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Representing Flexible Supports by Polynomial Transfer Functions FREE

[+] Author Affiliations
José A. Vázquez, Lloyd E. Barrett

University of Virginia, Charlottesville, VA

Paper No. 98-GT-027, pp. V005T14A008; 6 pages
doi:10.1115/98-GT-027
From:
  • ASME 1998 International Gas Turbine and Aeroengine Congress and Exhibition
  • Volume 5: Manufacturing Materials and Metallurgy; Ceramics; Structures and Dynamics; Controls, Diagnostics and Instrumentation; Education
  • Stockholm, Sweden, June 2–5, 1998
  • Conference Sponsors: International Gas Turbine Institute
  • ISBN: 978-0-7918-7866-8
  • Copyright © 1998 by ASME

abstract

Flexible bearing supports may have a great influence in the calculation of forced response and stability of rotor systems. However, this effect is not always included in rotor analyses since an accurate model of the foundation and pedestals may be difficult and costly to obtain. It is common practice to use either a one degree of freedom model or a full modal analysis to represent the bearing supports. While the one degree of freedom model is easy to set up for computer calculations, it often requires experience to determine values for the stiffness, mass and damping of the model that will accurately represent the support under study. This model, however, fails to capture the dynamics of the system for stability analyses when more than one mode of the support structure is in the range of interest. On the other hand, modal representation provides much more information and can be measured experimentally, but requires measurement of the mode shapes. Even though modal representation can include all the dynamics of the system in the frequency range of interest, it provides much more information than is required for calculation of the rotor response and it is more difficult to use in calculation programs. This paper presents a procedure to include the support characteristics using transfer functions. Transfer functions permit modeling of multi-degree of freedom systems while maintaining the size of a one degree of freedom system (2×2 matrix if rotation at the bearing is not considered). Another advantage of transfer functions is that they can be obtained from existing discrete models, from modal information or can be measured directly. The fixed size of the transfer function matrix permits the method to be easily incorporated into rotor dynamic stability and forced response programs. The method is applied to stability calculations of models of typical industrial machines.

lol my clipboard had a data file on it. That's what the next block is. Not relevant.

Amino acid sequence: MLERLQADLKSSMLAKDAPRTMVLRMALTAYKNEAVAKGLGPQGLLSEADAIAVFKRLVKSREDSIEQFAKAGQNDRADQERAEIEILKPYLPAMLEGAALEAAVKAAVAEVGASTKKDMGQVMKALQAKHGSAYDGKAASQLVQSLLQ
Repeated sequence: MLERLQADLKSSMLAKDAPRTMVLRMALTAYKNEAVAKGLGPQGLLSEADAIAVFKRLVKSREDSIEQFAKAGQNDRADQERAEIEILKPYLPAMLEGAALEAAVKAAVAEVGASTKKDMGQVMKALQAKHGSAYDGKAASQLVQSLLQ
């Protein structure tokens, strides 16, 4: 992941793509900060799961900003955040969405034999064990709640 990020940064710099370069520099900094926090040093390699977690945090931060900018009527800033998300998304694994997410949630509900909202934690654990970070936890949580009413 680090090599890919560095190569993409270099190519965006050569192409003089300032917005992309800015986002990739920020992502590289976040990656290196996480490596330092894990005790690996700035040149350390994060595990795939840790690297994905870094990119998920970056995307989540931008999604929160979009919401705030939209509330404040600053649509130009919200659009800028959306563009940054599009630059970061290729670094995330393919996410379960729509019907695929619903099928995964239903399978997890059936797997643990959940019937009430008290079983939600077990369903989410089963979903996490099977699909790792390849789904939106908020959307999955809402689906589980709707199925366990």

Copyright © 1998 by ASME
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